It is sometimes useful to talk to servers ``by hand'' rather than through
     a user interface.  It can aid in troubleshooting, when it might be neces-
     sary to verify what data a server is sending in response to commands
     issued by the client.  For example, to retrieve the home page of a web

           $ printf "GET / HTTP/1.0\r\n\r\n" | nc 80

     Note that this also displays the headers sent by the web server.  They
     can be filtered, using a tool such as sed(1), if necessary.

     More complicated examples can be built up when the user knows the format
     of requests required by the server.  As another example, an email may be
     submitted to an SMTP server using:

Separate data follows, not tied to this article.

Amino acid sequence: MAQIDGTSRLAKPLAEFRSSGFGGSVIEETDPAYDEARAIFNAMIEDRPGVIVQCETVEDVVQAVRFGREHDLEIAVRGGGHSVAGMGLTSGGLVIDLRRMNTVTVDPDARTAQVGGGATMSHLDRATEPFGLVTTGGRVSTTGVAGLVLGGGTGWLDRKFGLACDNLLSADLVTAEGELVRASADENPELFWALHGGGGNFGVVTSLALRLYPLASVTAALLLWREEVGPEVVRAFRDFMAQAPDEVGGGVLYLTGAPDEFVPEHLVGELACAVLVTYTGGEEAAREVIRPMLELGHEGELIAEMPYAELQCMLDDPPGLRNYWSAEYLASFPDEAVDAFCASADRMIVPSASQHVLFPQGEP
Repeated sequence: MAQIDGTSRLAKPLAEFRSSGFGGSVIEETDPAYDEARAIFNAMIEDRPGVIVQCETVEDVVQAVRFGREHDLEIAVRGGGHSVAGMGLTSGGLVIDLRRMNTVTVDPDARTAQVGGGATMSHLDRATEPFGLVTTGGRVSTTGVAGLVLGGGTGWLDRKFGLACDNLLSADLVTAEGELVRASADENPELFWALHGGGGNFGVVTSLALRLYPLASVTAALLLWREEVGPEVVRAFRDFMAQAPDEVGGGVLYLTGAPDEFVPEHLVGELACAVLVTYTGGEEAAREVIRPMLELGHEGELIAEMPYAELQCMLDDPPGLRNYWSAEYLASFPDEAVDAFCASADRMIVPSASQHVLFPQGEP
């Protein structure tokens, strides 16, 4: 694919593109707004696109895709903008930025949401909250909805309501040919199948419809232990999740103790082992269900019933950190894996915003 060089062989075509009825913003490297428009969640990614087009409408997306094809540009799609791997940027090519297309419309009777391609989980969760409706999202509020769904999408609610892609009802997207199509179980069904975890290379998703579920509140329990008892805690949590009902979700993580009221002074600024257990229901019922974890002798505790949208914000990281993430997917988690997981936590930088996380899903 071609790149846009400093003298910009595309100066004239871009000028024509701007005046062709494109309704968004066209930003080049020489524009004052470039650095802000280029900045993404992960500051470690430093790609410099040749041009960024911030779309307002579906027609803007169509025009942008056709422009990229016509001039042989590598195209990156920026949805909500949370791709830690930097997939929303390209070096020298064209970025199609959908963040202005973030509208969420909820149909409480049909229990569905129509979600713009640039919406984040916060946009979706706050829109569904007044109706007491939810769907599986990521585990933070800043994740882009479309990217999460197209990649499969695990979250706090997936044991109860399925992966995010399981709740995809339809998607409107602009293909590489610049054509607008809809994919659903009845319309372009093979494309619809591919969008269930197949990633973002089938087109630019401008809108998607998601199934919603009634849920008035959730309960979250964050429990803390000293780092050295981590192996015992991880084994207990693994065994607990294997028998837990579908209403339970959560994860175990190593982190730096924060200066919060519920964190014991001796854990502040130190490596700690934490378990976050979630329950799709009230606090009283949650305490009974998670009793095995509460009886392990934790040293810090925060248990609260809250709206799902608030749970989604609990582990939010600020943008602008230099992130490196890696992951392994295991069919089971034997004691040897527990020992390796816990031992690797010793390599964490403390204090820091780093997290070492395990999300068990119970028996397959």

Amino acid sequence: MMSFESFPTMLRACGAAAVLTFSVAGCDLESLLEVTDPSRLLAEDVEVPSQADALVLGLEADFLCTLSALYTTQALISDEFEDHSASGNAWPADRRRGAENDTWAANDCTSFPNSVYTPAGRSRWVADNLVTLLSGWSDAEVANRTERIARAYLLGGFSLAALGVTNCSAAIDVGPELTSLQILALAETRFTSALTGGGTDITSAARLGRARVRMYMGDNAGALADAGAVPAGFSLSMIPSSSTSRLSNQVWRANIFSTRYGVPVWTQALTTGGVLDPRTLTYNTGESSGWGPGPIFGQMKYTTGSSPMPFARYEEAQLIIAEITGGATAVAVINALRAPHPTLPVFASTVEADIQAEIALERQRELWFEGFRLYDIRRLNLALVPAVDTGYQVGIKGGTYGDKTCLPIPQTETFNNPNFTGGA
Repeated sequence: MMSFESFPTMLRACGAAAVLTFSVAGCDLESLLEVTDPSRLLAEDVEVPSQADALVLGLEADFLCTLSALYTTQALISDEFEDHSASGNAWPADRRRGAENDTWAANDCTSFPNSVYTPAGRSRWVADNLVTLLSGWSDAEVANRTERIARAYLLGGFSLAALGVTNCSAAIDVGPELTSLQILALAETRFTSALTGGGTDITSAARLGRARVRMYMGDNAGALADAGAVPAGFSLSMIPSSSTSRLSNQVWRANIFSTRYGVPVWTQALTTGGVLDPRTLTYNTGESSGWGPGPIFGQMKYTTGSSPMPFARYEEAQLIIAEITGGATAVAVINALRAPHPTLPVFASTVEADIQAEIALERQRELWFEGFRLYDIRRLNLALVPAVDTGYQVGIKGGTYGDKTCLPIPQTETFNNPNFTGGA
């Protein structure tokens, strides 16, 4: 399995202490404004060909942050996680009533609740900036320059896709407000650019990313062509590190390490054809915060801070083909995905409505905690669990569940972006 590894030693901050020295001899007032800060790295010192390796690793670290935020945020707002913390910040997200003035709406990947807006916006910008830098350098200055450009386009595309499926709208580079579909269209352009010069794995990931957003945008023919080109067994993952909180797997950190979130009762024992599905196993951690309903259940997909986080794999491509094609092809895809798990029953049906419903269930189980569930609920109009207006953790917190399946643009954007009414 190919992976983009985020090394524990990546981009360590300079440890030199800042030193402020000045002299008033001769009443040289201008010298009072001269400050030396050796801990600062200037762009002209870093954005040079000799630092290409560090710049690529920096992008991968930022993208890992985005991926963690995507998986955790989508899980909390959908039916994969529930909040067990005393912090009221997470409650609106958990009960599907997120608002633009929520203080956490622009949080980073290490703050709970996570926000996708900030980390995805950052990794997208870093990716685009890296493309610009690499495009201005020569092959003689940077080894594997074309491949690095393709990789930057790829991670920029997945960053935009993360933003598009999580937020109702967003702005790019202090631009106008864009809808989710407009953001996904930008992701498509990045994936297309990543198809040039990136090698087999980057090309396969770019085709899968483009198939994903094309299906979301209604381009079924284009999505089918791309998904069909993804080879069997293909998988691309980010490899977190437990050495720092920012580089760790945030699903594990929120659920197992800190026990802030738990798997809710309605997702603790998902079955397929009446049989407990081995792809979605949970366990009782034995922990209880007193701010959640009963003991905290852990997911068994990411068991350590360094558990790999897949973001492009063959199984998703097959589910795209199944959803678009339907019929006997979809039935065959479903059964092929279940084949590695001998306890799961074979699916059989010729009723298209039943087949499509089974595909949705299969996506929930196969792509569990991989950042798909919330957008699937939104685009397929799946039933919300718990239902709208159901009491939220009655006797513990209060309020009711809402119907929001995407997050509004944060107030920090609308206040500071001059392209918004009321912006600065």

$ nc [-C] localhost 25 << EOF
           MAIL FROM:<>
           RCPT TO:<>
           Body of email.

     It may be useful to know which ports are open and running services on a
     target machine.  The -z flag can be used to tell nc to report open ports,
     rather than initiate a connection. Usually it's useful to turn on verbose
     output to stderr by use this option in conjunction with -v option.

     For example:

           $ nc -zv 20-30
           Connection to 22 port [tcp/ssh] succeeded!
           Connection to 25 port [tcp/smtp] succeeded!

     The port range was specified to limit the search to ports 20 - 30, and is
     scanned by increasing order.

     You can also specify a list of ports to scan, for example:

           $ nc -zv 80 20 22
           nc: connect to 80 (tcp) failed: Connection refused
           nc: connect to 20 (tcp) failed: Connection refused
           Connection to port [tcp/ssh] succeeded!

     The ports are scanned by the order you given.

     Alternatively, it might be useful to know which server software is run-
     ning, and which versions.  This information is often contained within the
     greeting banners.  In order to retrieve these, it is necessary to first